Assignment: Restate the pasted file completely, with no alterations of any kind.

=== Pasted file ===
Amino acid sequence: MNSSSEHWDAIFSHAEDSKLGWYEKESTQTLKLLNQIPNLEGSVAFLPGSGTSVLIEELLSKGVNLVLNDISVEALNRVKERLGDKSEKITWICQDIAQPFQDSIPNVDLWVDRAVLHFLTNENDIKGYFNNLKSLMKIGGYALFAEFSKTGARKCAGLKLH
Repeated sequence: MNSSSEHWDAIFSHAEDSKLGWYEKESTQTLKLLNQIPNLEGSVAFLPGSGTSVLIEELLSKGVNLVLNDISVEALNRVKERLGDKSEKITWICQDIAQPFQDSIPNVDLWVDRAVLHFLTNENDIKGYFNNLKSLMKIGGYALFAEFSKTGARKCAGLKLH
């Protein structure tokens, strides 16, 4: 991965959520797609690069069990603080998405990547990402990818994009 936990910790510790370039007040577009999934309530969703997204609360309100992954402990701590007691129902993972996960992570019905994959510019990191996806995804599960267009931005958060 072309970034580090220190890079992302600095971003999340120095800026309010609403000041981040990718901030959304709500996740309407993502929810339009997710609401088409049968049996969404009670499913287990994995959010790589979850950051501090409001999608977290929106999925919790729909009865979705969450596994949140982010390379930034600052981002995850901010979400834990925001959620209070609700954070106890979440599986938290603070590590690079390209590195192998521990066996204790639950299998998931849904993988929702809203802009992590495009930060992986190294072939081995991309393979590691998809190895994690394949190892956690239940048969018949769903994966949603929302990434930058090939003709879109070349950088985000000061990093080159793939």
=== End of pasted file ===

Amino acid sequence: MNSSSEHWDAIFSHAEDSKLGWYEKESTQTLKLLNQIPNLEGSVAFLPGSGTSVLIEELLSKGVNLVLNDISVEALNRVKERLGDKSEKITWICQDIAQPFQDSIPNVDLWVDRAVLHFLTNENDIKGYFNNLKSLMKIGGYALFAEFSKTGARKCAGLKLH
Repeated sequence: MNSSSEHWDAIFSHAEDSKLGWYEKESTQTLKLLNQIPNLEGSVAFLPGSGTSVLIEELLSKGVNLVLNDISVEALNRVKERLGDKSEKITWICQDIAQPFQDSIPNVDLWVDRAVLHFLTNENDIKGYFNNLKSLMKIGGYALFAEFSKTGARKCAGLKLH
């Protein structure tokens, strides 16, 4: 991965959520797609690069069990603080998405990547990402990818994009 936990910790510790370039007040577009999934309530969703997204609360309100992954402990701590007691129902993972996960992570019905994959510019990191996806995804599960267009931005958060 072309970034580090220190890079992302600095971003999340120095800026309010609403000041981040990718901030959304709500996740309407993502929810339009997710609401088409049968049996969404009670499913287990994995959010790589979850950051501090409001999608977290929106999925919790729909009865979705969450596994949140982010390379930034600052981002995850901010979400834990925001959620209070609700954070106890979440599986938290603070590590690079390209590195192998521990066996204790639950299998998931849904993988929702809203802009992590495009930060992986190294072939081995991309393979590691998809190895994690394949190892956690239940048969018949769903994966949603929302990434930058090939003709879109070349950088985000000061990093080159793939």